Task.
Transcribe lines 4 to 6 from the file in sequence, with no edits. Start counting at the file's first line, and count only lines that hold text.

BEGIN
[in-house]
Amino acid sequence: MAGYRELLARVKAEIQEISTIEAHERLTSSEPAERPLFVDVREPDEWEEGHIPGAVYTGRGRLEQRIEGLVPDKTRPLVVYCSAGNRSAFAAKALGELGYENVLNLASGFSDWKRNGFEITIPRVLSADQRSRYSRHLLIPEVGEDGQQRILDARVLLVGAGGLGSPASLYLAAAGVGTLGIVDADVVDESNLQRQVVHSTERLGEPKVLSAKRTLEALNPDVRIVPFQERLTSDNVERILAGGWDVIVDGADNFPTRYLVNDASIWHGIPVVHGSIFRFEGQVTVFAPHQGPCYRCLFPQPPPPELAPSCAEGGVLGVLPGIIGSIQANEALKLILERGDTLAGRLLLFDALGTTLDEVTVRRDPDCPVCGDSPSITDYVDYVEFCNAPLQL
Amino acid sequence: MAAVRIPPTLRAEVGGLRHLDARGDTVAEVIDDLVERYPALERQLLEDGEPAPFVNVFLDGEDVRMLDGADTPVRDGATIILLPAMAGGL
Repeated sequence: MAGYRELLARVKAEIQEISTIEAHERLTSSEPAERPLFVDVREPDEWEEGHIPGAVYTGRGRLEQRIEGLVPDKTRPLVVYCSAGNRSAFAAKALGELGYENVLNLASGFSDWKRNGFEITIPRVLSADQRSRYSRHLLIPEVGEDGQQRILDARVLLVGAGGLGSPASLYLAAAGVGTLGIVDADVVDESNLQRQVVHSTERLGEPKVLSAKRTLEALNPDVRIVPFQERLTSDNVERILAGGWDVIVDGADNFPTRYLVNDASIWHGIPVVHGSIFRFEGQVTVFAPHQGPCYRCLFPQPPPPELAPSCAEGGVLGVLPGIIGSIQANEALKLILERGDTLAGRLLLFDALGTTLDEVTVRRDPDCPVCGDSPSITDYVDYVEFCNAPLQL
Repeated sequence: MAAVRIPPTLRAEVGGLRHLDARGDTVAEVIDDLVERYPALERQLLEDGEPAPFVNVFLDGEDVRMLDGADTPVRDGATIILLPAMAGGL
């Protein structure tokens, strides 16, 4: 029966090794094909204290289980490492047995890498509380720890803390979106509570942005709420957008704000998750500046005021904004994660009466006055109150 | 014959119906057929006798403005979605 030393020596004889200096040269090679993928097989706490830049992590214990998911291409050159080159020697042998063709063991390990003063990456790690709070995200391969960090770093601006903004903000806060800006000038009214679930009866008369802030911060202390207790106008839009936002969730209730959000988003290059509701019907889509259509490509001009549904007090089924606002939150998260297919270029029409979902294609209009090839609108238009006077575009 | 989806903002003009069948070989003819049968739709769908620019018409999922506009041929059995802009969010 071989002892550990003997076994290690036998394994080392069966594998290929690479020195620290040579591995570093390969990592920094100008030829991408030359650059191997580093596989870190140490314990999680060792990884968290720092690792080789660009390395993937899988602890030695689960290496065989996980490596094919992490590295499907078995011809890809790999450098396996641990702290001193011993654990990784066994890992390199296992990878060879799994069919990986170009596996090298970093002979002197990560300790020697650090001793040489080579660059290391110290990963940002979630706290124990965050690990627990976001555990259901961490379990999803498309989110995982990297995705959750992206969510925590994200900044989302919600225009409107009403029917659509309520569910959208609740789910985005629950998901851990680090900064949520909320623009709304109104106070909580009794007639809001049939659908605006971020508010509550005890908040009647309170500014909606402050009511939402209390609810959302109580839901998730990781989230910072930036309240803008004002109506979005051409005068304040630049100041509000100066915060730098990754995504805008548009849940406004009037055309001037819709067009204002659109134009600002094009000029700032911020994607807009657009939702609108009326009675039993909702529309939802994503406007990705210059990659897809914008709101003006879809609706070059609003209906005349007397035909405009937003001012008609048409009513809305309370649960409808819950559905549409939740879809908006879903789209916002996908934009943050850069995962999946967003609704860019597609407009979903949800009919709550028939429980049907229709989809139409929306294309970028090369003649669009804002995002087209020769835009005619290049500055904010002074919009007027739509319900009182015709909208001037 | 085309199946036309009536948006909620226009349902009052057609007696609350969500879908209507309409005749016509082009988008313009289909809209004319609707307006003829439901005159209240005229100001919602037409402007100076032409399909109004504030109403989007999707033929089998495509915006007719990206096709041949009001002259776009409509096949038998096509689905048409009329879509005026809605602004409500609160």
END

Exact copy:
Repeated sequence: MAGYRELLARVKAEIQEISTIEAHERLTSSEPAERPLFVDVREPDEWEEGHIPGAVYTGRGRLEQRIEGLVPDKTRPLVVYCSAGNRSAFAAKALGELGYENVLNLASGFSDWKRNGFEITIPRVLSADQRSRYSRHLLIPEVGEDGQQRILDARVLLVGAGGLGSPASLYLAAAGVGTLGIVDADVVDESNLQRQVVHSTERLGEPKVLSAKRTLEALNPDVRIVPFQERLTSDNVERILAGGWDVIVDGADNFPTRYLVNDASIWHGIPVVHGSIFRFEGQVTVFAPHQGPCYRCLFPQPPPPELAPSCAEGGVLGVLPGIIGSIQANEALKLILERGDTLAGRLLLFDALGTTLDEVTVRRDPDCPVCGDSPSITDYVDYVEFCNAPLQL
Repeated sequence: MAAVRIPPTLRAEVGGLRHLDARGDTVAEVIDDLVERYPALERQLLEDGEPAPFVNVFLDGEDVRMLDGADTPVRDGATIILLPAMAGGL
């Protein structure tokens, strides 16, 4: 029966090794094909204290289980490492047995890498509380720890803390979106509570942005709420957008704000998750500046005021904004994660009466006055109150 | 014959119906057929006798403005979605 030393020596004889200096040269090679993928097989706490830049992590214990998911291409050159080159020697042998063709063991390990003063990456790690709070995200391969960090770093601006903004903000806060800006000038009214679930009866008369802030911060202390207790106008839009936002969730209730959000988003290059509701019907889509259509490509001009549904007090089924606002939150998260297919270029029409979902294609209009090839609108238009006077575009 | 989806903002003009069948070989003819049968739709769908620019018409999922506009041929059995802009969010 071989002892550990003997076994290690036998394994080392069966594998290929690479020195620290040579591995570093390969990592920094100008030829991408030359650059191997580093596989870190140490314990999680060792990884968290720092690792080789660009390395993937899988602890030695689960290496065989996980490596094919992490590295499907078995011809890809790999450098396996641990702290001193011993654990990784066994890992390199296992990878060879799994069919990986170009596996090298970093002979002197990560300790020697650090001793040489080579660059290391110290990963940002979630706290124990965050690990627990976001555990259901961490379990999803498309989110995982990297995705959750992206969510925590994200900044989302919600225009409107009403029917659509309520569910959208609740789910985005629950998901851990680090900064949520909320623009709304109104106070909580009794007639809001049939659908605006971020508010509550005890908040009647309170500014909606402050009511939402209390609810959302109580839901998730990781989230910072930036309240803008004002109506979005051409005068304040630049100041509000100066915060730098990754995504805008548009849940406004009037055309001037819709067009204002659109134009600002094009000029700032911020994607807009657009939702609108009326009675039993909702529309939802994503406007990705210059990659897809914008709101003006879809609706070059609003209906005349007397035909405009937003001012008609048409009513809305309370649960409808819950559905549409939740879809908006879903789209916002996908934009943050850069995962999946967003609704860019597609407009979903949800009919709550028939429980049907229709989809139409929306294309970028090369003649669009804002995002087209020769835009005619290049500055904010002074919009007027739509319900009182015709909208001037 | 085309199946036309009536948006909620226009349902009052057609007696609350969500879908209507309409005749016509082009988008313009289909809209004319609707307006003829439901005159209240005229100001919602037409402007100076032409399909109004504030109403989007999707033929089998495509915006007719990206096709041949009001002259776009409509096949038998096509689905048409009329879509005026809605602004409500609160």